A SpaceX Falcon 9 rocket and Crew Dragon spacecraft carrying Nasa astronauts lifts off heading towards the International Space Station on May 30 2020. Picture: REUTERS/JOE SKIPPER
A SpaceX Falcon 9 rocket and Crew Dragon spacecraft carrying Nasa astronauts lifts off heading towards the International Space Station on May 30 2020. Picture: REUTERS/JOE SKIPPER

Moscow — A Russian crew of two cosmonauts, a movie director and an actress is poised to take off for the International Space Station (ISS) later on Tuesday to shoot the first movie in space, the latest twist in decades of Russia-US space rivalry.

The four were scheduled to be launched on a Soyuz MS-19 craft at 8.55am GMT and dock hours later at the station, which orbits Earth at an altitude of about 354km.

Russian state media have been providing constant coverage of the event in the run-up, with a countdown clock running on Channel One and news anchors framing the development as a significant breakthrough by Russia that the rest of the world is watching closely.

The fanfare contrasts with the mixed fortunes of Russia’s own space industry which has in recent years been dogged by delays, accidents and corruption scandals as US-based private firms backed by rich businesspeople have developed new spacecraft.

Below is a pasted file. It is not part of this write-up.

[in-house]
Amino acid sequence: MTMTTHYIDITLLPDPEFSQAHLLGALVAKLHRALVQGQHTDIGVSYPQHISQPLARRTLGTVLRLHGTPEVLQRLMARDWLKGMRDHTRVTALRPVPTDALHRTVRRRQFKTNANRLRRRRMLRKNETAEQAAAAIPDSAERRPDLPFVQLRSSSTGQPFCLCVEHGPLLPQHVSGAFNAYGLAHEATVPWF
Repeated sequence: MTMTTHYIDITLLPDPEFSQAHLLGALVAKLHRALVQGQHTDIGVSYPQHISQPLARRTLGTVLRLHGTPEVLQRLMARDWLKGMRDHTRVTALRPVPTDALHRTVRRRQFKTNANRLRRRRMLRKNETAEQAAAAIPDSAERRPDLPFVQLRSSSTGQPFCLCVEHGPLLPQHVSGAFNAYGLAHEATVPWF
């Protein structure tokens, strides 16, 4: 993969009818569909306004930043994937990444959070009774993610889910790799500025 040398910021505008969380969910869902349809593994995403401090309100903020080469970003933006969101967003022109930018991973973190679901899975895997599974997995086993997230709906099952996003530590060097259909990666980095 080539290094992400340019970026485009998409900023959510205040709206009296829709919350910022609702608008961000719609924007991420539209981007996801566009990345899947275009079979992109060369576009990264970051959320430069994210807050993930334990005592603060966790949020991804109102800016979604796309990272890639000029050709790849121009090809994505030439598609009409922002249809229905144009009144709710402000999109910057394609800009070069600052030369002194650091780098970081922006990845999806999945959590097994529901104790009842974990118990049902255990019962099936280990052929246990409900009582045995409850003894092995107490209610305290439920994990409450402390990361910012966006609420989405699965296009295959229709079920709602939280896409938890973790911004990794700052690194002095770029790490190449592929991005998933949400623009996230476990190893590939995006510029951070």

The 12-day Russian mission follows the launch of the first all-civilian crew aboard a rocket and capsule developed by SpaceX, which was founded by Elon Musk.

The Russian mission is designed to get in first before a Hollywood project announced earlier this year by actor Tom Cruise with NASA and SpaceX.

Russia, first as the Soviet Union, and the US have competed fiercely to reach various space exploration milestones: Russia launched the first satellite and put the first man and woman in space, but NASA beat it to the Moon landing.

The Russian movie titled The Challenge is the story of a doctor, portrayed by actress Yulia Peresild, who is asked to travel to the space station to save a cosmonaut’s life. Cosmonaut crew members on the ISS are also set to appear in the film.

Director Klim Shipenko, whose height of 1.9m (6 feet 2 inches) makes the flight in a small capsule especially challenging, has already said he was looking forward to a Mars-based sequel.

Reflecting the Soviet roots of Russia’s space industry, the crew will be launched from the Baikonur cosmodrome in the steppes of Kazakhstan, a former Soviet republic in Central Asia. Russia leases the cosmodrome.

Russia’s own, newer Vostochny cosmodrome is years away from serving manned aircraft, officials say.

Reuters

subscribe

Would you like to comment on this article or view other readers' comments?
Register (it’s quick and free) or sign in now.

Speech Bubbles

Please read our Comment Policy before commenting.